This command commits all of the changes in the staging directory. After the commit, when any compile masters check the file sync service for changes, they receive the new code and deploy it into their own code directories, where it is available for agents checking in to those masters. (By default, compile masters check file sync every 5 seconds.)

Commits can be restricted to a specific environment and can include details such as a message, and information about the commit author. For more details, please see the API docs.

Enabling or disabling file sync

File sync’s behavior is linked to that of Code Manager. Because Code Manager is disabled by default, file sync is also disabled. To enable file sync, enable Code Manager. You can enable and configure Code Manager either during or after PE installation.

The file_sync_enabled parameter in the puppet_enterprise::profile::master class in the PE console defaults to ‘automatic,’ which means that file sync is enabled and disabled automatically with Code Manager. If you set this parameter to true, it forces file sync to be enabled even if Code Manager is disabled. The file_sync_enabled parameter doesn’t appear in the class definitions — you must add the parameter to the class in order to set it.

Checking your deployments

You can manually check information about file sync’s deployments with curl commands that hit the status endpoint.

  • To manually check that your code has been successfully committed and deployed, you can hit a status endpoint on the MoM. For example:

    curl -k https://${fqdn}:8140/status/v1/services?level=debug

    This returns output in JSON, so you can pipe it to python -m json.tool for better readability.

  • To check a list of file sync’s clients, query the file-sync-storage-service section of the MoM by running this curl command:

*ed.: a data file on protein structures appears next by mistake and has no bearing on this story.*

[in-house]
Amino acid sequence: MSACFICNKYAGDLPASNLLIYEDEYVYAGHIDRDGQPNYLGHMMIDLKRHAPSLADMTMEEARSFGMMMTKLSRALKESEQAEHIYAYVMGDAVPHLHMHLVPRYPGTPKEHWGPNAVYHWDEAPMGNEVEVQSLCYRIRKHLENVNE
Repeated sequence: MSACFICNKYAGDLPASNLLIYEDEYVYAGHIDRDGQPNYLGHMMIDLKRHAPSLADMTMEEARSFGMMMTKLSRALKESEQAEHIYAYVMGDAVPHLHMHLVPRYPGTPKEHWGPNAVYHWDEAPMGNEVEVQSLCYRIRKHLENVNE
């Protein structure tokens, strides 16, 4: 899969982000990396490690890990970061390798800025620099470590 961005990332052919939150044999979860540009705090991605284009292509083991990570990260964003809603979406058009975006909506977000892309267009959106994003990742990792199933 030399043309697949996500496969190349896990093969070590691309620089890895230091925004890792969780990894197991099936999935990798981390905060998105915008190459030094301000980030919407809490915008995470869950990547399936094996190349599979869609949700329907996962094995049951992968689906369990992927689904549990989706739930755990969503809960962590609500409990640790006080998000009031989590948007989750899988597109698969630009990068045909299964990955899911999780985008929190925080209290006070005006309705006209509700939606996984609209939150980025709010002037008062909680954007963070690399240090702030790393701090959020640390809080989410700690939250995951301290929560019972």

curl -k https://${fqdn}:8140/status/v1/services/file-sync-client-service?level=debug

    This command returns a list of:

    • All of the clients that file sync is aware of.
    • When those clients last checked in.
    • Which commit they have deployed .

If your commit has been deployed, it is listed in the status listing for latest_commit. More detail about the status endpoint is available in the API docs.


Always use the staging directory

Always make changes to your Puppet code in the staging directory. If you have edited code in the live code directory on the MoM or any compiled masters, it will be overwritten by file sync on the next commit.

The enable-forceful-sync parameter is set to true by default in PE. When false, file sync will not overwrite changes in the code directory, but instead logs errors in /var/log/puppetlabs/puppetserver/puppetserver.log. To set this parameter to false, add via Hiera (puppet_enterprise::master::file_sync::file_sync_enable_forceful_sync: false).

Puppet module command and file sync

The puppet module command doesn’t work correctly with file sync enabled. If you need modules, specify them in the Puppetfile and use Code Manager to handle your syncs.


File sync runs as the pe-puppet user. To sync files, file sync must have permission to read the staging directory and to write to all files and directories in the live code directory. To make sure file sync can read and write what it needs to, ensure that these code directories are both owned by the pe-puppet user:

chown -R pe-puppet /etc/puppetlabs/code /etc/puppetlabs/code-staging

Environment isolation metadata

File sync generates .pp metadata files in both your live and staging code directories. These files provide environment isolation for your resource types, ensuring that each environment uses the correct version of the resource type. Do not delete or modify these files. Do not use expressions from these files in regular manifests.

For more details about these files and how they isolate resource types in multiple environments, see environment isolation.